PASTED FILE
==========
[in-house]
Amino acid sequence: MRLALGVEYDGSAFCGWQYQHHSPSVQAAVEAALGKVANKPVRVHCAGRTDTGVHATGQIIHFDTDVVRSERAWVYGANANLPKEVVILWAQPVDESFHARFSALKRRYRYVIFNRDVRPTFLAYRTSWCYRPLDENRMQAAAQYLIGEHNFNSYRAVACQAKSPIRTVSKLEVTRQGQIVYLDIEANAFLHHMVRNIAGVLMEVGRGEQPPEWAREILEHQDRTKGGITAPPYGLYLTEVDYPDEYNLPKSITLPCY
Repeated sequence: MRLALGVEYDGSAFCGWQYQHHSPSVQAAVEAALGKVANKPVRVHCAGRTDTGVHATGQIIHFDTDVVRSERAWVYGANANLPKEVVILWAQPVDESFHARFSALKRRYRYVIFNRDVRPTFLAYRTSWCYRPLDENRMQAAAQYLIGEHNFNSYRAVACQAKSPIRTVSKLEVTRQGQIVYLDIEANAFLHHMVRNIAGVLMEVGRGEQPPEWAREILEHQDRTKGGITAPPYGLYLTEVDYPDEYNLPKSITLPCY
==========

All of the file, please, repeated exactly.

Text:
[in-house]
Amino acid sequence: MRLALGVEYDGSAFCGWQYQHHSPSVQAAVEAALGKVANKPVRVHCAGRTDTGVHATGQIIHFDTDVVRSERAWVYGANANLPKEVVILWAQPVDESFHARFSALKRRYRYVIFNRDVRPTFLAYRTSWCYRPLDENRMQAAAQYLIGEHNFNSYRAVACQAKSPIRTVSKLEVTRQGQIVYLDIEANAFLHHMVRNIAGVLMEVGRGEQPPEWAREILEHQDRTKGGITAPPYGLYLTEVDYPDEYNLPKSITLPCY
Repeated sequence: MRLALGVEYDGSAFCGWQYQHHSPSVQAAVEAALGKVANKPVRVHCAGRTDTGVHATGQIIHFDTDVVRSERAWVYGANANLPKEVVILWAQPVDESFHARFSALKRRYRYVIFNRDVRPTFLAYRTSWCYRPLDENRMQAAAQYLIGEHNFNSYRAVACQAKSPIRTVSKLEVTRQGQIVYLDIEANAFLHHMVRNIAGVLMEVGRGEQPPEWAREILEHQDRTKGGITAPPYGLYLTEVDYPDEYNLPKSITLPCY